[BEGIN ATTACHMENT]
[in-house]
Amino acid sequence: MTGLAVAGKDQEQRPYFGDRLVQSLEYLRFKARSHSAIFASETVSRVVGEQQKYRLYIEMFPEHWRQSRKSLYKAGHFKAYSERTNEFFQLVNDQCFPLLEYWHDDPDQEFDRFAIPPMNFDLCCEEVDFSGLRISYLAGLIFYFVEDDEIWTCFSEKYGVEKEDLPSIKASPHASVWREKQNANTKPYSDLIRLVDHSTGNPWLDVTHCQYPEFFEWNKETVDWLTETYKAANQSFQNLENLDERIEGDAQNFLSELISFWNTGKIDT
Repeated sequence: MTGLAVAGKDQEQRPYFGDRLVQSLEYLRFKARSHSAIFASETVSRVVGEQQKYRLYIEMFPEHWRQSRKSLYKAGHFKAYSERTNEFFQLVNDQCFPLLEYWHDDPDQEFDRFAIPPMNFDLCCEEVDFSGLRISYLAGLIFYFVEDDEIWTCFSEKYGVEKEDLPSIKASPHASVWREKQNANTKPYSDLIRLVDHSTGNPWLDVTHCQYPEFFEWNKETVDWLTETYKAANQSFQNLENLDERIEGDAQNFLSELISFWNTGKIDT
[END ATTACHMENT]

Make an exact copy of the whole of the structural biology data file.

[in-house]
Amino acid sequence: MTGLAVAGKDQEQRPYFGDRLVQSLEYLRFKARSHSAIFASETVSRVVGEQQKYRLYIEMFPEHWRQSRKSLYKAGHFKAYSERTNEFFQLVNDQCFPLLEYWHDDPDQEFDRFAIPPMNFDLCCEEVDFSGLRISYLAGLIFYFVEDDEIWTCFSEKYGVEKEDLPSIKASPHASVWREKQNANTKPYSDLIRLVDHSTGNPWLDVTHCQYPEFFEWNKETVDWLTETYKAANQSFQNLENLDERIEGDAQNFLSELISFWNTGKIDT
Repeated sequence: MTGLAVAGKDQEQRPYFGDRLVQSLEYLRFKARSHSAIFASETVSRVVGEQQKYRLYIEMFPEHWRQSRKSLYKAGHFKAYSERTNEFFQLVNDQCFPLLEYWHDDPDQEFDRFAIPPMNFDLCCEEVDFSGLRISYLAGLIFYFVEDDEIWTCFSEKYGVEKEDLPSIKASPHASVWREKQNANTKPYSDLIRLVDHSTGNPWLDVTHCQYPEFFEWNKETVDWLTETYKAANQSFQNLENLDERIEGDAQNFLSELISFWNTGKIDT